Immunohistochemistry (IHC) is a common analysis in scientific preclinical research and a precious resource in pathology for morphologic diagnosis and for studying the pathogenesis of diseases. So, the correct methodology and interpretation of an immunohistochemical examination are crucial. A huge challenge in IHC is to avoid artifacts such as non-specific interactions and high background without, at the same time, impairing the antibody-antigen binding.
Good immunohistochemical staining is accomplished when the right amount of primary antibody penetrates the sample to bind its related antigenic target with high specificity. However it takes a deep scientific knowledge of the technique, the tissue sample, and the target protein to discriminate false positives.
In fact, in many cases, the same physiochemical forces that govern specific antibody-antigen interactions, such as ionic interactions, hydrophobic interactions, and hydrogen binding, also contribute to unpleasant artifacts.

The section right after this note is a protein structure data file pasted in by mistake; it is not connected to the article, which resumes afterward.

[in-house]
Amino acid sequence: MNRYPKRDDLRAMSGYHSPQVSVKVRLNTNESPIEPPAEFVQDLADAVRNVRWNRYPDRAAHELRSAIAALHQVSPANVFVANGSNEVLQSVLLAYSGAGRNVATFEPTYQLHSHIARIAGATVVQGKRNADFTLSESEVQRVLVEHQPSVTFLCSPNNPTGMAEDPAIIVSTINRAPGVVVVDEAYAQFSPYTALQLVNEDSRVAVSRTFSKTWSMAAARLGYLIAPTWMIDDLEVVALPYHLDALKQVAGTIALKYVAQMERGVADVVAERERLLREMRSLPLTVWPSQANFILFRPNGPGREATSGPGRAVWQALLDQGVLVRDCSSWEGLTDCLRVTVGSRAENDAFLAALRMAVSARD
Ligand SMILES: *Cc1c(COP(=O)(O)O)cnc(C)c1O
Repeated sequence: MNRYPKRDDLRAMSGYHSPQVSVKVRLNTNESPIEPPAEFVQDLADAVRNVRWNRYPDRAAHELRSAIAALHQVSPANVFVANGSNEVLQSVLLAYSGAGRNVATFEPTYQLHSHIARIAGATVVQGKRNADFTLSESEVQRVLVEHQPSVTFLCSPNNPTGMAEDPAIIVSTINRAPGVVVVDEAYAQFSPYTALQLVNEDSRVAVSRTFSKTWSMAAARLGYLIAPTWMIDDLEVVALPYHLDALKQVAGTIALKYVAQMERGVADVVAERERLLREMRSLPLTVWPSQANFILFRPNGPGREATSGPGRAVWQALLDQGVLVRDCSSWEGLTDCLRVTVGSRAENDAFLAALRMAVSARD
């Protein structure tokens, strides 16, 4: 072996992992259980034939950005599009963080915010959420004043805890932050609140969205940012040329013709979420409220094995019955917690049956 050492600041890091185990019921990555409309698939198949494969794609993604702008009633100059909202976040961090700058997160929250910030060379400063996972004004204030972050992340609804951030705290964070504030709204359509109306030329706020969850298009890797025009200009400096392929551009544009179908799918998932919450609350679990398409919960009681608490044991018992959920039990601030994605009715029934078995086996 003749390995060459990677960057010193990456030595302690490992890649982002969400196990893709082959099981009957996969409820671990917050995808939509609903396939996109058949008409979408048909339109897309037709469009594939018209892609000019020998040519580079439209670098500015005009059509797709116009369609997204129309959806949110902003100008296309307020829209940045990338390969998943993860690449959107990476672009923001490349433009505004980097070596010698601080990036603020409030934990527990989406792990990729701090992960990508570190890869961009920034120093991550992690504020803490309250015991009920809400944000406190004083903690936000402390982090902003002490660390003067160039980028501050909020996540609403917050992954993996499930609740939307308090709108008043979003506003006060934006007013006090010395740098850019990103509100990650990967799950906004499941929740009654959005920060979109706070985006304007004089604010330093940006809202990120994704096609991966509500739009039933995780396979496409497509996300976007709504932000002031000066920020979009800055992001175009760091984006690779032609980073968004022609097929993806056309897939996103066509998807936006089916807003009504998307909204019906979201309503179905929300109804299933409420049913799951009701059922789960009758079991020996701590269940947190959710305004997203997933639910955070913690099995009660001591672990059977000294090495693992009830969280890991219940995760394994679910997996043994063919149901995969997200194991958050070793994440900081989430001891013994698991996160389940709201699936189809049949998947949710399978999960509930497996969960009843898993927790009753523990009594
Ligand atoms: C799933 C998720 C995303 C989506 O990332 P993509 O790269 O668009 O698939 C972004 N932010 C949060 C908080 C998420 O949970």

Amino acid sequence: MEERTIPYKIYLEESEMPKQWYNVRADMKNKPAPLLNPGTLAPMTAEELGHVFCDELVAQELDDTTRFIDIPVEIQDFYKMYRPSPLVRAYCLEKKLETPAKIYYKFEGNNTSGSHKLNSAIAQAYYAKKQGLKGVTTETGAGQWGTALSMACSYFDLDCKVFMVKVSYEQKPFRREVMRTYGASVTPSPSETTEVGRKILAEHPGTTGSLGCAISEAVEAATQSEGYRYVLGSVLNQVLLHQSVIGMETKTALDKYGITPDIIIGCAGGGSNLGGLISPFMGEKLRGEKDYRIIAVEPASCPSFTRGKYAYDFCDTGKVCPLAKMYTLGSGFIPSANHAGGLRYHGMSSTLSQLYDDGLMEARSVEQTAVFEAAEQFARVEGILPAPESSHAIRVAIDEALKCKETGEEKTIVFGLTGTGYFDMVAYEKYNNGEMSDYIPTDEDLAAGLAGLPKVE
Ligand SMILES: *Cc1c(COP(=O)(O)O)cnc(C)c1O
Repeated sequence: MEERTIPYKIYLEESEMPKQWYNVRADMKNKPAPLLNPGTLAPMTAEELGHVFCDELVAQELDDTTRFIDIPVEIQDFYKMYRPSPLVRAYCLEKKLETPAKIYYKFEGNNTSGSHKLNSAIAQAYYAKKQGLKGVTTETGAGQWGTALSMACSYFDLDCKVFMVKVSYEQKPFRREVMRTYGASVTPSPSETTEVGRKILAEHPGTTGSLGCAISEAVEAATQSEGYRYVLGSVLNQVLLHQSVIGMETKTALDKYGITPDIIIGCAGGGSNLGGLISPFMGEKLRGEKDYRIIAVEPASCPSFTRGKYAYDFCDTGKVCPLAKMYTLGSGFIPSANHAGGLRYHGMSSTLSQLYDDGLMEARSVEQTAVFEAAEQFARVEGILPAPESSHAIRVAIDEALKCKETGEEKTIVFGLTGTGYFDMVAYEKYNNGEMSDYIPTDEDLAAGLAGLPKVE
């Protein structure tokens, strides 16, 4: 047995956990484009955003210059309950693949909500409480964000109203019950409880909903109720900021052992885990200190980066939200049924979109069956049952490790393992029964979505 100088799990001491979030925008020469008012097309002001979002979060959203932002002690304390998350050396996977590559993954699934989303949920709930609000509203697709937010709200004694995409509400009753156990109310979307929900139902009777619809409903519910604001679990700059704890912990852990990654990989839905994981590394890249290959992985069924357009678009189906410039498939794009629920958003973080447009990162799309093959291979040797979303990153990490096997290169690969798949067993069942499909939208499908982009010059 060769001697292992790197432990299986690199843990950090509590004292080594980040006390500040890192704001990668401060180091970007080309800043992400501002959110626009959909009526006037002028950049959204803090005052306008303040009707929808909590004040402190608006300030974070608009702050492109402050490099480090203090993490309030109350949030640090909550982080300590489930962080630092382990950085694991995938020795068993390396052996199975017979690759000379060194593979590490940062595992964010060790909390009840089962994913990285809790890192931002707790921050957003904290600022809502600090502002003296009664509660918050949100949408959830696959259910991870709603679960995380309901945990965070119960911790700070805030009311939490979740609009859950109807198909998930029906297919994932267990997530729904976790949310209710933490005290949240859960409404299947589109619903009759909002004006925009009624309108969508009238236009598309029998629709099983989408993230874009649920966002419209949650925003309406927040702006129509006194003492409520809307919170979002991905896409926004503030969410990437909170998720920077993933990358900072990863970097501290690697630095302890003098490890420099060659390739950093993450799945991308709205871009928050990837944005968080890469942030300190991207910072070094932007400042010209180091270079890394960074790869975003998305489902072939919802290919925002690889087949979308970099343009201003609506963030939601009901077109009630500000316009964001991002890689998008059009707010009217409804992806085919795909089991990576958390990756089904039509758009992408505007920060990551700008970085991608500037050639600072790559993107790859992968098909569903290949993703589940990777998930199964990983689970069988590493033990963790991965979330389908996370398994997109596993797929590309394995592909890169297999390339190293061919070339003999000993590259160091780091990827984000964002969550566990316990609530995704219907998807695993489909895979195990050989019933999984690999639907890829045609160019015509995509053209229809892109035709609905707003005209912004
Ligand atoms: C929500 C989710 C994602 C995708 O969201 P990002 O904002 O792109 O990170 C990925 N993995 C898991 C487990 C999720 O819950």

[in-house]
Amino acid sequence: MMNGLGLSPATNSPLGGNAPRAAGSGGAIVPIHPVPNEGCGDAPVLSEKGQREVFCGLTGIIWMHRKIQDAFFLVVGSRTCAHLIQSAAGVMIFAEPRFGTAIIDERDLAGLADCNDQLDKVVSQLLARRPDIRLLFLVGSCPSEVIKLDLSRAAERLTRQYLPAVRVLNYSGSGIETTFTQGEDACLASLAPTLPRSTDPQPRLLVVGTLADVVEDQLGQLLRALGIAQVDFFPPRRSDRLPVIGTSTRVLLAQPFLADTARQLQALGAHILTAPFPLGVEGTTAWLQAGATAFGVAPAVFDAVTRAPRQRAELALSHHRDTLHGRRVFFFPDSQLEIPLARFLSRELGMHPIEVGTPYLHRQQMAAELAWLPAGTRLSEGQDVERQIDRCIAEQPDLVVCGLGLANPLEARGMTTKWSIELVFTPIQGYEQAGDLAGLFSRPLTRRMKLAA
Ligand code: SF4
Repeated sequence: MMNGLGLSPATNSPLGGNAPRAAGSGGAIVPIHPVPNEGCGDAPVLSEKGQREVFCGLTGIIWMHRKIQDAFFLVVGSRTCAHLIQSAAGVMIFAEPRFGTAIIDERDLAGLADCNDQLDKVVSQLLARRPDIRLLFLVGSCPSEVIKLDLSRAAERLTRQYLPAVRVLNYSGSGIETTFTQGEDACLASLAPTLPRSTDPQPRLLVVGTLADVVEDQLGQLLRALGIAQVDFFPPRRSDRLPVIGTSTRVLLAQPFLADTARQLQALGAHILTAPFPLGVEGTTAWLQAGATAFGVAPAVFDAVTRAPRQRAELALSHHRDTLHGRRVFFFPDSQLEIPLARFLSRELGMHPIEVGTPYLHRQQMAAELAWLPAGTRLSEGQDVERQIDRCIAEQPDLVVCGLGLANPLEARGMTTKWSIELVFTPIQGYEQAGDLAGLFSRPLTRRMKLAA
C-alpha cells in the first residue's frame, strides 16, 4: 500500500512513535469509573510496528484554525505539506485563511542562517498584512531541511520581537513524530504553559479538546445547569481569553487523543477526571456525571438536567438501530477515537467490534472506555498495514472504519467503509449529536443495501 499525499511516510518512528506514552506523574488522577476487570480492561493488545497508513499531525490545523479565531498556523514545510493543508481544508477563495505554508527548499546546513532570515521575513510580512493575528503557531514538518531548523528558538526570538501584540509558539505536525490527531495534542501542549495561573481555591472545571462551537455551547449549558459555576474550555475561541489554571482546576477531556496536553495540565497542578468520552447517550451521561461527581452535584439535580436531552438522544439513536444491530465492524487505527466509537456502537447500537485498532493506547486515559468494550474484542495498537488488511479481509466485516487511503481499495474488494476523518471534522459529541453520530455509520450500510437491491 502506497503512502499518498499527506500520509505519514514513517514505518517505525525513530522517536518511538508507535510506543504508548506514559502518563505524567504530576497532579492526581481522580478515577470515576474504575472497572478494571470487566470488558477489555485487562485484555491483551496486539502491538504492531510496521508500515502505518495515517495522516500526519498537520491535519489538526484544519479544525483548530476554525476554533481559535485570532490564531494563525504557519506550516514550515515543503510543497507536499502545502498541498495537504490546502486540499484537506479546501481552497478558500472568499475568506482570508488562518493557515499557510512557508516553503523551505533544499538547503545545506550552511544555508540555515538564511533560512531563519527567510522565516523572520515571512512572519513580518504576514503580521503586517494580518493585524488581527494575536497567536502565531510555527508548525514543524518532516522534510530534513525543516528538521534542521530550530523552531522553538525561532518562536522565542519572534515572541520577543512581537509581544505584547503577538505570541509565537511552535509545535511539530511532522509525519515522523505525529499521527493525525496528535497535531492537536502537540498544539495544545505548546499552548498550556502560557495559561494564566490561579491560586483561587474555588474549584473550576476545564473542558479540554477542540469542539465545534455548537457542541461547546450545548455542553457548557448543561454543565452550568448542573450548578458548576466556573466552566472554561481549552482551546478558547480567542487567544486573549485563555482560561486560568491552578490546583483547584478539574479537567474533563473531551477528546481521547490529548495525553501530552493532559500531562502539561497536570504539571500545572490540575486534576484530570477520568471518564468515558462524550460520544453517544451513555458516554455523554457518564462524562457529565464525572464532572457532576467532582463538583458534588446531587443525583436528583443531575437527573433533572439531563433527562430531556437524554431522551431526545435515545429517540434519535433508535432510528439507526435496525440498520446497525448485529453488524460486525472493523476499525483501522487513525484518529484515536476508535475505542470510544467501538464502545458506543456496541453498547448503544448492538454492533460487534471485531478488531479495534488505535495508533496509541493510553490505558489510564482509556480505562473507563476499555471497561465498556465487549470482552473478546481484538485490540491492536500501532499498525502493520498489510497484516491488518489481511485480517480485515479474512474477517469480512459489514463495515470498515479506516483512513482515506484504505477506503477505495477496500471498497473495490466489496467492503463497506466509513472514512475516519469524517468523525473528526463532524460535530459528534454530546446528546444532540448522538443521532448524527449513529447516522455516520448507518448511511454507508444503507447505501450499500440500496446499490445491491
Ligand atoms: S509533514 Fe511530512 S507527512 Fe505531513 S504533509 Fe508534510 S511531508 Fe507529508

There is Nothing More Deceptive Than an Obvious Fact
Commons artifacts in IHC include high background, non-specific binding, overstaining or weak staining.
High background (or overstaining) happens when the level of background becomes so high that it obscures important structures and features of the tissue. The binding of the antibody, either the primary or the secondary antibody, to something else in the tissue than its designated target, such as other proteins or different epitopes in the target protein is referred to as nonspecific binding. Weak staining could be determined as staining of moderate intensity present in 10 % or less of cells.
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